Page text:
DOWNLOAD FULL ANALYSIS (pdf)
In the Copenhagen Accord, countries agree that “deep cuts in global emissions are required… so as to hold the increase in global temperature below 2 degrees Celsius…” To date, nearly 50 parties (counting the European Union as a single party) have submitted specific mitigation pledges under the Accord. Several analyses (summarized here) have assessed whether these pledges are consistent with the goal of limiting global temperature increase to 2 degrees Celsius.
Our review of these analyses finds that:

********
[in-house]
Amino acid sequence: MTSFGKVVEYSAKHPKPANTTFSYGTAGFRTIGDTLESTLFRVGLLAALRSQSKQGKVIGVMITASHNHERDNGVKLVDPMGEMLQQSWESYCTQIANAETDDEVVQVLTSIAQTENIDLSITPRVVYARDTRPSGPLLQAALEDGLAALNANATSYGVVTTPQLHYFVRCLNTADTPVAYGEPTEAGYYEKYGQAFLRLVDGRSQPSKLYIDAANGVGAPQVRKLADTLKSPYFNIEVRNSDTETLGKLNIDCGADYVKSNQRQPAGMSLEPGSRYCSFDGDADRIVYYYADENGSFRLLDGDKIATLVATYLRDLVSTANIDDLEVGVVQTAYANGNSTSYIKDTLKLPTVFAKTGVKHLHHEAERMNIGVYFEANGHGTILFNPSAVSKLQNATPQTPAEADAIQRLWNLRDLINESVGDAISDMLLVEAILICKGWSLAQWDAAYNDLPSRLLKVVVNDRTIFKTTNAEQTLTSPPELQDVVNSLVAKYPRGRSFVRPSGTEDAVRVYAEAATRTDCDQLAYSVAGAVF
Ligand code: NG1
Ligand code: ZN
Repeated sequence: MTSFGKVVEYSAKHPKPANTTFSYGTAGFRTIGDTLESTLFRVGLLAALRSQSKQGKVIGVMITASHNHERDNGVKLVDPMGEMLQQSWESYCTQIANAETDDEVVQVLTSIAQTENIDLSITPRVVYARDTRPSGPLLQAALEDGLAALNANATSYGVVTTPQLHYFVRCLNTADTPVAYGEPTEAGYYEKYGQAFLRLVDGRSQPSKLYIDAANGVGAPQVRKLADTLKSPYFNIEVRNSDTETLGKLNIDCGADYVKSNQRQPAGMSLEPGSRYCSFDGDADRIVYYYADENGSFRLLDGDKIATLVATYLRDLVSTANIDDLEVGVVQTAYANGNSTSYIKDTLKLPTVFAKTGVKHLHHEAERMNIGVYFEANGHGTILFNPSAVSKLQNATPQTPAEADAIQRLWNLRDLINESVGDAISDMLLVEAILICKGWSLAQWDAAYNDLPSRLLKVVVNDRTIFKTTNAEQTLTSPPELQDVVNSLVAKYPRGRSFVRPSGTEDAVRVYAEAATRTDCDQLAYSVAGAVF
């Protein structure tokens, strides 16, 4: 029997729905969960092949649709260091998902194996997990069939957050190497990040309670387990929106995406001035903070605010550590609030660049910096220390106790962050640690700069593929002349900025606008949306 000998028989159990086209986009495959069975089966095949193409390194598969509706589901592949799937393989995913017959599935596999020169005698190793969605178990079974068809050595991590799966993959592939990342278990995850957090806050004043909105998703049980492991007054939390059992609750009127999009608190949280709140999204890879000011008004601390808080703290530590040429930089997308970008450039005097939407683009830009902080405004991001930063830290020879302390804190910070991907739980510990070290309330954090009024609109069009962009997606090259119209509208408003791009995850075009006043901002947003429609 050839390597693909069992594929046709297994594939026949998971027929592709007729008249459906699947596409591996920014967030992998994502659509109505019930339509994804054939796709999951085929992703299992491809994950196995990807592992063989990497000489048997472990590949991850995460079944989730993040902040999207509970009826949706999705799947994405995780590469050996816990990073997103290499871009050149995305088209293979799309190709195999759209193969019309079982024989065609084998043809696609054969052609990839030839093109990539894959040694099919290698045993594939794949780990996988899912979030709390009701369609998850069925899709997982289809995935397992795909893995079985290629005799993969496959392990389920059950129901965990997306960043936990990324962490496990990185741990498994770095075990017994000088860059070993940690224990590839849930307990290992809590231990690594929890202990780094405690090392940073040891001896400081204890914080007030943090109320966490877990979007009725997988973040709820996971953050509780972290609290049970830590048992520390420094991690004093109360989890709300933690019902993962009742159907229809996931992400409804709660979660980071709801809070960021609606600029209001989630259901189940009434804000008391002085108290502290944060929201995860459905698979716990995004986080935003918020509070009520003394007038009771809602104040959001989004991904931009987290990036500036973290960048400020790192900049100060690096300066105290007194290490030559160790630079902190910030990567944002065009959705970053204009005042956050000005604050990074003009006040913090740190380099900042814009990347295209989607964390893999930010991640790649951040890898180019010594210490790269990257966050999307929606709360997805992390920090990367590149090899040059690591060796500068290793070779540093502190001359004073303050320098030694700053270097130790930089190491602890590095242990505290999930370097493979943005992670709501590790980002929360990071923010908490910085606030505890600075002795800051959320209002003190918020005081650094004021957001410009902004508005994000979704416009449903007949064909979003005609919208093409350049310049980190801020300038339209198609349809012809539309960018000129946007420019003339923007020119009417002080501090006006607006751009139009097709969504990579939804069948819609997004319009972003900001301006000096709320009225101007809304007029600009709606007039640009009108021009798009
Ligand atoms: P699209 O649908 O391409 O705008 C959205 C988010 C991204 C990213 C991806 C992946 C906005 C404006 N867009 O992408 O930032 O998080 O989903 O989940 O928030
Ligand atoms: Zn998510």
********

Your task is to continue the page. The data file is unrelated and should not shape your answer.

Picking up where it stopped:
- Most show the pledges are inadequate to achieve a 2-degree goal, and instead imply a global emissions pathway leading to 3 to 3.9 degrees of warming.
- Collectively, the pledges would reduce global emissions between 4 percent and16 percent below business as usual (BAU) in 2020. (All projections of the pledges’ impact on emissions show ranges of reductions because many of the pledges specify ranges, with the more ambitious end of the range applying if stipulated conditions are met. ) A 2-degree pathway requires reductions of 21 percent to 26 percent below BAU.
- Pledges by developed countries would reduce their emissions 10 percent to 13 percent below BAU in 2020, and pledges by developing countries would reduce their emissions 6 percent to 9 percent below BAU.
Key findings of the individual analyses can be found here.
Click here for more information about the Copenhagen Accord.